The gameplay as a whole is not perfect in all areas but is well executed in the parkour department, and absolutely shines in the fighting department. The shooting was not a highlight for me, but fortunately this is not the game’s main focus. The driving is not that great either, and I know that it hardly ever is in open-world games, but even so, the Grand Theft Auto series has shown it can be done fairly well in the later games in the series. The driving in Sleeping Dogs is not terrible, but by no means that great either.

While Sleeping Dogs is a singleplayer title, being an open-world title means there’s plenty of side-quests to extend your experience. You can connect to a social-club to track stats and so on, but this is a defining singleplayer event. United Front has promised to back the game with DLC and has already released its plans for six months of story DLC.

Sound and Visuals

Visually Sleeping Dogs did not blow me away, but it is not that bad either. The characters are well textured and their animations are pretty good for the most part, but I don’t exactly think that Sleeping Dogs is going to sweep up the awards in this department; unless it’s for the brilliantly tattooed characters if anything. We know what to expect with open-world games – not the most detailed gaming worlds – and this is the case here. With great signage, good use of lighting and lively populated streets, Hong Kong does manage to be vibrant despite the bland backdrop. The cinematic sequences were well designed and carry the story well without being too intrusive.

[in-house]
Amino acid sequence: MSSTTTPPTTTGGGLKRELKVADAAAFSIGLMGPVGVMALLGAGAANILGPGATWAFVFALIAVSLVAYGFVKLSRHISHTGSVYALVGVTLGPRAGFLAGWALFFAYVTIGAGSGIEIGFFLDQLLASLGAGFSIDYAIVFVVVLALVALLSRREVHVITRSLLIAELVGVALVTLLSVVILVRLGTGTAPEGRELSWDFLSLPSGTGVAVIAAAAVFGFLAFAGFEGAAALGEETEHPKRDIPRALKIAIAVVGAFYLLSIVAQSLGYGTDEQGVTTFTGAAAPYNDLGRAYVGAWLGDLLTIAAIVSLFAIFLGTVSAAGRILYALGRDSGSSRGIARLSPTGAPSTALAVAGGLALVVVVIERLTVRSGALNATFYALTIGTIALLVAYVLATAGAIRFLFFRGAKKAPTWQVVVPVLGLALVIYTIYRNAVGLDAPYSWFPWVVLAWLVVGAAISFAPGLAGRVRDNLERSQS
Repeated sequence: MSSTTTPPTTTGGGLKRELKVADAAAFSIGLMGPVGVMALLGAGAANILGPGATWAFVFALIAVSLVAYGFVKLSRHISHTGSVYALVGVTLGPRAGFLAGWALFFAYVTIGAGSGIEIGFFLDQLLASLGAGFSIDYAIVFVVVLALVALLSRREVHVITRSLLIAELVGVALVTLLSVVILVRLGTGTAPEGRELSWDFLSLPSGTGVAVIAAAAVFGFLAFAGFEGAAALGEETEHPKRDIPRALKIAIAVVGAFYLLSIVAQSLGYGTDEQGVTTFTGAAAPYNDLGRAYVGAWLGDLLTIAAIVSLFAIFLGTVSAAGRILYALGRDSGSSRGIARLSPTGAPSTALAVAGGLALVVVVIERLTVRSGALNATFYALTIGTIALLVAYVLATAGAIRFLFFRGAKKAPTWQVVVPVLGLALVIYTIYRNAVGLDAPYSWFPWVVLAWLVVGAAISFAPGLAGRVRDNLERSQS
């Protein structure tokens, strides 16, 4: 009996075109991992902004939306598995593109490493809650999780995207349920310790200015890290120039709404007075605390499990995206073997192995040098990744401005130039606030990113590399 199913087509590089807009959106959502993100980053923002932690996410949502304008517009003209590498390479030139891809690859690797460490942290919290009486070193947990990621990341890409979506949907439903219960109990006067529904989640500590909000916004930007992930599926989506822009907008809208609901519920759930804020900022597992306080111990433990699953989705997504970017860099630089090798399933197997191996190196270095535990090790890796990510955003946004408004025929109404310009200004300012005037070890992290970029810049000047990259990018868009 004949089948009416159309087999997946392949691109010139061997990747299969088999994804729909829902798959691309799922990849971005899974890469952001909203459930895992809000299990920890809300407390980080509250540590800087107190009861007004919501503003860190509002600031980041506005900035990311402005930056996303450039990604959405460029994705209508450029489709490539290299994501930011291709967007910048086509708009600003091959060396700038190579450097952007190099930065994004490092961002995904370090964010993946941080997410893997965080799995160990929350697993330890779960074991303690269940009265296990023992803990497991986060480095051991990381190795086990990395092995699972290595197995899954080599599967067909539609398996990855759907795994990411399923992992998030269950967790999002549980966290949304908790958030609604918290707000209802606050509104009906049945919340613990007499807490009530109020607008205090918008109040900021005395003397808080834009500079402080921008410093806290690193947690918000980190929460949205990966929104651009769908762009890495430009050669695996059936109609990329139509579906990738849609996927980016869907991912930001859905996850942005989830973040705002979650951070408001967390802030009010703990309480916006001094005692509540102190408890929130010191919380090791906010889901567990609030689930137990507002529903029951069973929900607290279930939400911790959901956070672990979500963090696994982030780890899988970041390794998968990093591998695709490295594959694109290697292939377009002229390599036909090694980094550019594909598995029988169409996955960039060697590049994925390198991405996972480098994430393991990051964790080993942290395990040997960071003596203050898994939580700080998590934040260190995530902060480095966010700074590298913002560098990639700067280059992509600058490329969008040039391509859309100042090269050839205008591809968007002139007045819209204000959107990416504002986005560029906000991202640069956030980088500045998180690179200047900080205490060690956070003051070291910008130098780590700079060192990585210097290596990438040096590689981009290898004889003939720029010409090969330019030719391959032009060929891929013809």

I found the sound quality to be more impressive than the visuals, and in my opinion it was the brilliantly executed dialogue that did the most to absorb me with the narrative. Jeff Tymoschuk  was tasked with composing the score for Sleeping Dogs; and his experience in film, television and video games clearly helped with creating the important ambiance of the game.  Besides the wonderfully ambient scoring and soundtrack, there’s plenty of sound effects and casual chatter among the streets of Hong Kong to create the vibrant mood. The main-story’s dialogue was well written and the story is driven by the interesting characters and their dialogue, which was played brilliantly by the voice-actors. The all-star voice-cast is headlined by Wei Shen played by Will Yun Lee; Wei’s childhood friend and low-level Triad member Jackie Mah played by Edison Chen; and a “boss” levelled Triad Winston Chu played by Parry Shen. Emma Stone debuts her voice to videogames and plays Amanda Cartwright, a love-interest of Wei’s; while Lucy Liu also lends her voice playing Vivienne Lu.

While the gameplay outshines the aesthetics, Sleeping Dogs is still a treat as an audio-visual experience. The visceral fighting was the absolute highlight for me in the visual department, and the soundtrack and dialogue made for an immersive experience that keeps with the best of them.

Closing Comments

Sleeping Dogs lacks the overall polish that you get with the series it will be most compared to, but the imperfections are nowhere near enough to detract from the wonderful gameplay. Hong Kong is an immensely interesting gaming world, and the Triad’s story is as interesting as you are going to find. The wonderful open-world gameplay topped by the brilliantly executed fighting bits, complimented with a rich story and brilliant voice-acting makes Sleeping Dogs one of the most compelling games you’ll play this year.

Zombiegamer rating: